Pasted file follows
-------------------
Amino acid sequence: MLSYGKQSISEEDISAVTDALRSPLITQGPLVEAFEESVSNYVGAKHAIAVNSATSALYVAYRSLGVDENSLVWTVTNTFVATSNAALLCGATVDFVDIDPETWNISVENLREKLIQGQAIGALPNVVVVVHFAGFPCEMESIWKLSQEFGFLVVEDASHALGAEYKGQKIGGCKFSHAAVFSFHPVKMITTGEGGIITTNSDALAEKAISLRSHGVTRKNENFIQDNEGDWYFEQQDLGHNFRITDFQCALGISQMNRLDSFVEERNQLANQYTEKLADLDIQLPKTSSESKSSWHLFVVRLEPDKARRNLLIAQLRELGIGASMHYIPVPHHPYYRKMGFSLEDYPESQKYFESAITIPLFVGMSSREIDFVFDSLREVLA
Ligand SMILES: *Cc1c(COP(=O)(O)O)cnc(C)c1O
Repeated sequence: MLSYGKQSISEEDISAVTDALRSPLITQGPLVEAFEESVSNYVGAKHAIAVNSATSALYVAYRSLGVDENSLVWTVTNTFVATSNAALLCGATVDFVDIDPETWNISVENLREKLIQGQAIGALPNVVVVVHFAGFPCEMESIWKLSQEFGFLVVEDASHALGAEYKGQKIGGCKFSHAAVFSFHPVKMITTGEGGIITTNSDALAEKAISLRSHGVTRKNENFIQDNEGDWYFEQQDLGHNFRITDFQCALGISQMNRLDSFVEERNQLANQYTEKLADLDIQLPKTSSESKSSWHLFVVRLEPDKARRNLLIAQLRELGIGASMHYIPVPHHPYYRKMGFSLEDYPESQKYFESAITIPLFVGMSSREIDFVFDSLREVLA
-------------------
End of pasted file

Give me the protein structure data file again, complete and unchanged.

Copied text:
Amino acid sequence: MLSYGKQSISEEDISAVTDALRSPLITQGPLVEAFEESVSNYVGAKHAIAVNSATSALYVAYRSLGVDENSLVWTVTNTFVATSNAALLCGATVDFVDIDPETWNISVENLREKLIQGQAIGALPNVVVVVHFAGFPCEMESIWKLSQEFGFLVVEDASHALGAEYKGQKIGGCKFSHAAVFSFHPVKMITTGEGGIITTNSDALAEKAISLRSHGVTRKNENFIQDNEGDWYFEQQDLGHNFRITDFQCALGISQMNRLDSFVEERNQLANQYTEKLADLDIQLPKTSSESKSSWHLFVVRLEPDKARRNLLIAQLRELGIGASMHYIPVPHHPYYRKMGFSLEDYPESQKYFESAITIPLFVGMSSREIDFVFDSLREVLA
Ligand SMILES: *Cc1c(COP(=O)(O)O)cnc(C)c1O
Repeated sequence: MLSYGKQSISEEDISAVTDALRSPLITQGPLVEAFEESVSNYVGAKHAIAVNSATSALYVAYRSLGVDENSLVWTVTNTFVATSNAALLCGATVDFVDIDPETWNISVENLREKLIQGQAIGALPNVVVVVHFAGFPCEMESIWKLSQEFGFLVVEDASHALGAEYKGQKIGGCKFSHAAVFSFHPVKMITTGEGGIITTNSDALAEKAISLRSHGVTRKNENFIQDNEGDWYFEQQDLGHNFRITDFQCALGISQMNRLDSFVEERNQLANQYTEKLADLDIQLPKTSSESKSSWHLFVVRLEPDKARRNLLIAQLRELGIGASMHYIPVPHHPYYRKMGFSLEDYPESQKYFESAITIPLFVGMSSREIDFVFDSLREVLA